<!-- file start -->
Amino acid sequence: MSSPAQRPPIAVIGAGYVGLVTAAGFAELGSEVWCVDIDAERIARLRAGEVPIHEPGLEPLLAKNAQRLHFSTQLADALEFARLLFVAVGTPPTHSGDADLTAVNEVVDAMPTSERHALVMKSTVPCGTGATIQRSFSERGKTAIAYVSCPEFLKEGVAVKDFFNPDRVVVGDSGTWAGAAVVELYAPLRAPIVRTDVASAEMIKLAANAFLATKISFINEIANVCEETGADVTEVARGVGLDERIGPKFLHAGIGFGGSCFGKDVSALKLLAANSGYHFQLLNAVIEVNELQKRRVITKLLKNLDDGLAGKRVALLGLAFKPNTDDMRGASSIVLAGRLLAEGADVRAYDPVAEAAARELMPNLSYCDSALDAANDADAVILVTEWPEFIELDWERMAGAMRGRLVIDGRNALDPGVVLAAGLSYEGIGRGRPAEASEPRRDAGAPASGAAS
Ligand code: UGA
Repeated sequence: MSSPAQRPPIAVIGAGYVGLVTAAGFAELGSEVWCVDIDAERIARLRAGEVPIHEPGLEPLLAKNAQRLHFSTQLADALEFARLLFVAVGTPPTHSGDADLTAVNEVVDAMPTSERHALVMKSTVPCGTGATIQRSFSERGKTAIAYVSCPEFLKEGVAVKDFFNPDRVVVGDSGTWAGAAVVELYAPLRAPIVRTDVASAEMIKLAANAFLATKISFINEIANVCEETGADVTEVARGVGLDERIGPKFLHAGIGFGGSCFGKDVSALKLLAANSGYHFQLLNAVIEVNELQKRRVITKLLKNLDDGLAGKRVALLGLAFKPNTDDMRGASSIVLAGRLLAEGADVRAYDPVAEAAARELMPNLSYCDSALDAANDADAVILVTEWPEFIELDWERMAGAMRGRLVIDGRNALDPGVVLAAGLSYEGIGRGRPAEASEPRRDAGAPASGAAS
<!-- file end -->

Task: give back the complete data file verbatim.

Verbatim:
Amino acid sequence: MSSPAQRPPIAVIGAGYVGLVTAAGFAELGSEVWCVDIDAERIARLRAGEVPIHEPGLEPLLAKNAQRLHFSTQLADALEFARLLFVAVGTPPTHSGDADLTAVNEVVDAMPTSERHALVMKSTVPCGTGATIQRSFSERGKTAIAYVSCPEFLKEGVAVKDFFNPDRVVVGDSGTWAGAAVVELYAPLRAPIVRTDVASAEMIKLAANAFLATKISFINEIANVCEETGADVTEVARGVGLDERIGPKFLHAGIGFGGSCFGKDVSALKLLAANSGYHFQLLNAVIEVNELQKRRVITKLLKNLDDGLAGKRVALLGLAFKPNTDDMRGASSIVLAGRLLAEGADVRAYDPVAEAAARELMPNLSYCDSALDAANDADAVILVTEWPEFIELDWERMAGAMRGRLVIDGRNALDPGVVLAAGLSYEGIGRGRPAEASEPRRDAGAPASGAAS
Ligand code: UGA
Repeated sequence: MSSPAQRPPIAVIGAGYVGLVTAAGFAELGSEVWCVDIDAERIARLRAGEVPIHEPGLEPLLAKNAQRLHFSTQLADALEFARLLFVAVGTPPTHSGDADLTAVNEVVDAMPTSERHALVMKSTVPCGTGATIQRSFSERGKTAIAYVSCPEFLKEGVAVKDFFNPDRVVVGDSGTWAGAAVVELYAPLRAPIVRTDVASAEMIKLAANAFLATKISFINEIANVCEETGADVTEVARGVGLDERIGPKFLHAGIGFGGSCFGKDVSALKLLAANSGYHFQLLNAVIEVNELQKRRVITKLLKNLDDGLAGKRVALLGLAFKPNTDDMRGASSIVLAGRLLAEGADVRAYDPVAEAAARELMPNLSYCDSALDAANDADAVILVTEWPEFIELDWERMAGAMRGRLVIDGRNALDPGVVLAAGLSYEGIGRGRPAEASEPRRDAGAPASGAAS